Upcoming proposed changes to HIPAA law from the Office for Civil Rights (OCR)
Roger Severino, Director of the Office for Civil Rights (OCR), in his keynote address at the 11th Annual OCR/ NIST conference “Safeguarding Health Information: Building Assurance through HIPAA Security”, informed of some proposed policy changes in HIPAA law that OCR is in the process of working through. Be on the lookout for upcoming policy enhancements.
These proposed changes to legislation are provoked by input from covered entities, business associates and experts on what issues they currently face due to HIPAA regulations.
Here are some of the proposed changes that Director Roger Severino talked about.
Good faith disclosures by health care providers
Often people say “I didn’t know” when it comes to either their own health records or those of their loved ones. Sometimes, especially regarding public health emergencies like the opioid crisis, parents don’t know what is happening with the health of their children until it is too late. In those cases, good faith disclosures may be the right way to go. Should OCR pursue action against a provider who disclosed patient health information when the patient’s or someone else’s life was at risk? There should also be a provision for providers to inform the patient’s emergency contacts listed on the consent form, when there is a true emergency.
Improving care coordination and reducing regulatory burden
Notice of Privacy Practices
- Providers make the Notice of Privacy Practices available to patients and often ask patients to sign the notice as part of the patient package of documents. Patients sometimes do not know what this is for, what the notice provides them. It raises several questions like “is this a contract”, “what exactly am I signing here”, “am I giving up my privacy”, etc. OCR is looking into the notice of privacy practices to see how the process can be improved.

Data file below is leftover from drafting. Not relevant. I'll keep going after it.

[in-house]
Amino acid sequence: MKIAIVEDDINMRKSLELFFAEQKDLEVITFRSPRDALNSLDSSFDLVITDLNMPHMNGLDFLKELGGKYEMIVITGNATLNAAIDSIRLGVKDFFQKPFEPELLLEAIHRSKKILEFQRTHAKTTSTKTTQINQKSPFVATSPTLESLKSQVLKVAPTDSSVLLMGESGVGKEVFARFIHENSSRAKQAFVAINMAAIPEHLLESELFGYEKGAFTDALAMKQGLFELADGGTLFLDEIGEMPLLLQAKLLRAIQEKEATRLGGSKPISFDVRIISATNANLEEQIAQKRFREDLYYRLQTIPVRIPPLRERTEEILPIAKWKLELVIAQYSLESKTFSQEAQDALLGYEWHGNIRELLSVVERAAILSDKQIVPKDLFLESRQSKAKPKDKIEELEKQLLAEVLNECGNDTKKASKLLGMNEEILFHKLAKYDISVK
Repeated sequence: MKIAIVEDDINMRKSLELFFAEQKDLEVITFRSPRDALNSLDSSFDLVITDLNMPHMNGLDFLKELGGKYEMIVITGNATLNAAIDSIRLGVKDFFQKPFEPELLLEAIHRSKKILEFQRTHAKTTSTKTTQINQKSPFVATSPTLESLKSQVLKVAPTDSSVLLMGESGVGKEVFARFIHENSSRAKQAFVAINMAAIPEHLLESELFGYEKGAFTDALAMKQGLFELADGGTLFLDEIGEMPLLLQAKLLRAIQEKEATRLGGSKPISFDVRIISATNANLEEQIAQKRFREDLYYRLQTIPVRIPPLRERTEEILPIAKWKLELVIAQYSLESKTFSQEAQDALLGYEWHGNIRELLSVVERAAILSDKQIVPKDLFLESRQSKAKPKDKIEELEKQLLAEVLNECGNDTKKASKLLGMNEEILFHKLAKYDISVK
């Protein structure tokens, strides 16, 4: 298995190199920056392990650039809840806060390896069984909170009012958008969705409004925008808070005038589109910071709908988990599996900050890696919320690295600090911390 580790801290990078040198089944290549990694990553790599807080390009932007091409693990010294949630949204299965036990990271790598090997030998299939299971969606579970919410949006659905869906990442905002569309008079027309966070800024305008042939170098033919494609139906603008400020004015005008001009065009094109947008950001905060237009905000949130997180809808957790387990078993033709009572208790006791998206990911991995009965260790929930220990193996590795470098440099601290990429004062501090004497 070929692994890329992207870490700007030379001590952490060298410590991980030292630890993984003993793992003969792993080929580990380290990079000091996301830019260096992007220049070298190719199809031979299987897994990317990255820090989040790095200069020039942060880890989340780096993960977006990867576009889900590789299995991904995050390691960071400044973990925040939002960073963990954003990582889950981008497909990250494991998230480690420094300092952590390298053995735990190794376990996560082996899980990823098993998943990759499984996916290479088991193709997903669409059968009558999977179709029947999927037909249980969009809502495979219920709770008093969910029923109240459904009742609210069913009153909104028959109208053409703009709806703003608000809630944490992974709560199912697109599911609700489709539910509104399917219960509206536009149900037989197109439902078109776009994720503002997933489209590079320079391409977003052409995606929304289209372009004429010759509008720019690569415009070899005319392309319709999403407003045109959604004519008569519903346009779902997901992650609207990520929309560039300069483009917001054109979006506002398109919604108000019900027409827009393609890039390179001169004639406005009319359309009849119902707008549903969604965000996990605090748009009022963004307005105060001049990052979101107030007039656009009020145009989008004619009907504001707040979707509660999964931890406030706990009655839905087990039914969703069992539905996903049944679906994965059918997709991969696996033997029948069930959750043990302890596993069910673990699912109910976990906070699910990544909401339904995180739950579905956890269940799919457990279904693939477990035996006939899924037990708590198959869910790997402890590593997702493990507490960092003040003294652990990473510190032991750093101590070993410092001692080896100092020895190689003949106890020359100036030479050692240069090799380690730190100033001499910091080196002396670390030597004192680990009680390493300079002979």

Required Provider to Provider Information Sharing
- When patients go from doctor to doctor, the patient’s information should follow seamlessly to provide the best possible coordinated care to the patient. Providers are allowed to share information about patients with each other as part of the treatment process.
- However, today there is no guarantee of receiving the information requested from one provider to another. OCR is looking at the possibility of changing the law to make this provider-to-provider information sharing mandatory upon information request.
Accounting of Disclosures
- Another area of review is the Accounting of Disclosures. Should the TPO (Treatment Payment Operations) provision be revoked or modified?
- Today, TPO allows for sharing of protected health information among entities for the purpose of treatment, payment of operations related to a patient.
OCR is keen on reducing burden in the healthcare process. Director Severino stated that we definitely do not want a situation where a doctor is treating a computer screen instead of the patient in front of the doctor.
Civil Monetary Penalties or Monetary Settlements to harmed individuals
- OCR is also looking at the patient compensation process. Congress wants OCR to compensate patients for breach of privacy.
- This can be very complicated as the gravity of breaches could differ greatly from one breach to another. For instance, the risks vary depending on if patient name and address are stolen, or if name, address and social security number are stolen, or worse, if sensitive health or disease information is stolen. What level of privacy breach should be compensated?
There is joint guidance available between HIPAA and FERPA for educational institutions. FERPA is all-encompassing for educational institutions. However, after a string of recent school shootings, some rules may have to change in terms of communication to psychologists to handle the trauma related to these incidents.
Input from public
Director Roger Severino ended his address saying that the Office for Civil Rights seeks input from the public on their proposed legislation changes and how they may affect healthcare entities and the healthcare system in general. They are interested in protecting patient privacy in a way that improves treatment and care coordination in general. To stay updated on upcoming changes, visit HHS.gov.